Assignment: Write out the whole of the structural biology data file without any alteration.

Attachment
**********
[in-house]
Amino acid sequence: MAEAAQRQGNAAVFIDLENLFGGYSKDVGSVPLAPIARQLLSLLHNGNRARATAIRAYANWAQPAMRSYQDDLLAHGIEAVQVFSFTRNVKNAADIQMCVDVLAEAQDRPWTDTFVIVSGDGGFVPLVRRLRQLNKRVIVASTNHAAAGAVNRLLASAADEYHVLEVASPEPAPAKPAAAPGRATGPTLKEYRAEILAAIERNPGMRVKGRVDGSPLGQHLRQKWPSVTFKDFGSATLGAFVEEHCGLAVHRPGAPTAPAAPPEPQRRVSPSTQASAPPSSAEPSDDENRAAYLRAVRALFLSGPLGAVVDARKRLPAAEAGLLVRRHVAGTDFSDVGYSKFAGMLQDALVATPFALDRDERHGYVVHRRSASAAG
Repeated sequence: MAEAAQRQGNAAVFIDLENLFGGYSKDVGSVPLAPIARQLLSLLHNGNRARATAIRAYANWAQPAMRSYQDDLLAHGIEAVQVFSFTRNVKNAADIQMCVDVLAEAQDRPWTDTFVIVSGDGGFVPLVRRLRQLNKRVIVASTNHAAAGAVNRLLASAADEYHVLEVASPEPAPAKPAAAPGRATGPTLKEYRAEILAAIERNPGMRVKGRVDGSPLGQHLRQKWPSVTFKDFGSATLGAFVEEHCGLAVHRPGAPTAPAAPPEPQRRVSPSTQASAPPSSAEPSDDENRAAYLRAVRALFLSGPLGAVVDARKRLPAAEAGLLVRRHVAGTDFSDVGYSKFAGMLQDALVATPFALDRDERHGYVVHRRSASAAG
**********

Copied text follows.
[in-house]
Amino acid sequence: MAEAAQRQGNAAVFIDLENLFGGYSKDVGSVPLAPIARQLLSLLHNGNRARATAIRAYANWAQPAMRSYQDDLLAHGIEAVQVFSFTRNVKNAADIQMCVDVLAEAQDRPWTDTFVIVSGDGGFVPLVRRLRQLNKRVIVASTNHAAAGAVNRLLASAADEYHVLEVASPEPAPAKPAAAPGRATGPTLKEYRAEILAAIERNPGMRVKGRVDGSPLGQHLRQKWPSVTFKDFGSATLGAFVEEHCGLAVHRPGAPTAPAAPPEPQRRVSPSTQASAPPSSAEPSDDENRAAYLRAVRALFLSGPLGAVVDARKRLPAAEAGLLVRRHVAGTDFSDVGYSKFAGMLQDALVATPFALDRDERHGYVVHRRSASAAG
Repeated sequence: MAEAAQRQGNAAVFIDLENLFGGYSKDVGSVPLAPIARQLLSLLHNGNRARATAIRAYANWAQPAMRSYQDDLLAHGIEAVQVFSFTRNVKNAADIQMCVDVLAEAQDRPWTDTFVIVSGDGGFVPLVRRLRQLNKRVIVASTNHAAAGAVNRLLASAADEYHVLEVASPEPAPAKPAAAPGRATGPTLKEYRAEILAAIERNPGMRVKGRVDGSPLGQHLRQKWPSVTFKDFGSATLGAFVEEHCGLAVHRPGAPTAPAAPPEPQRRVSPSTQASAPPSSAEPSDDENRAAYLRAVRALFLSGPLGAVVDARKRLPAAEAGLLVRRHVAGTDFSDVGYSKFAGMLQDALVATPFALDRDERHGYVVHRRSASAAG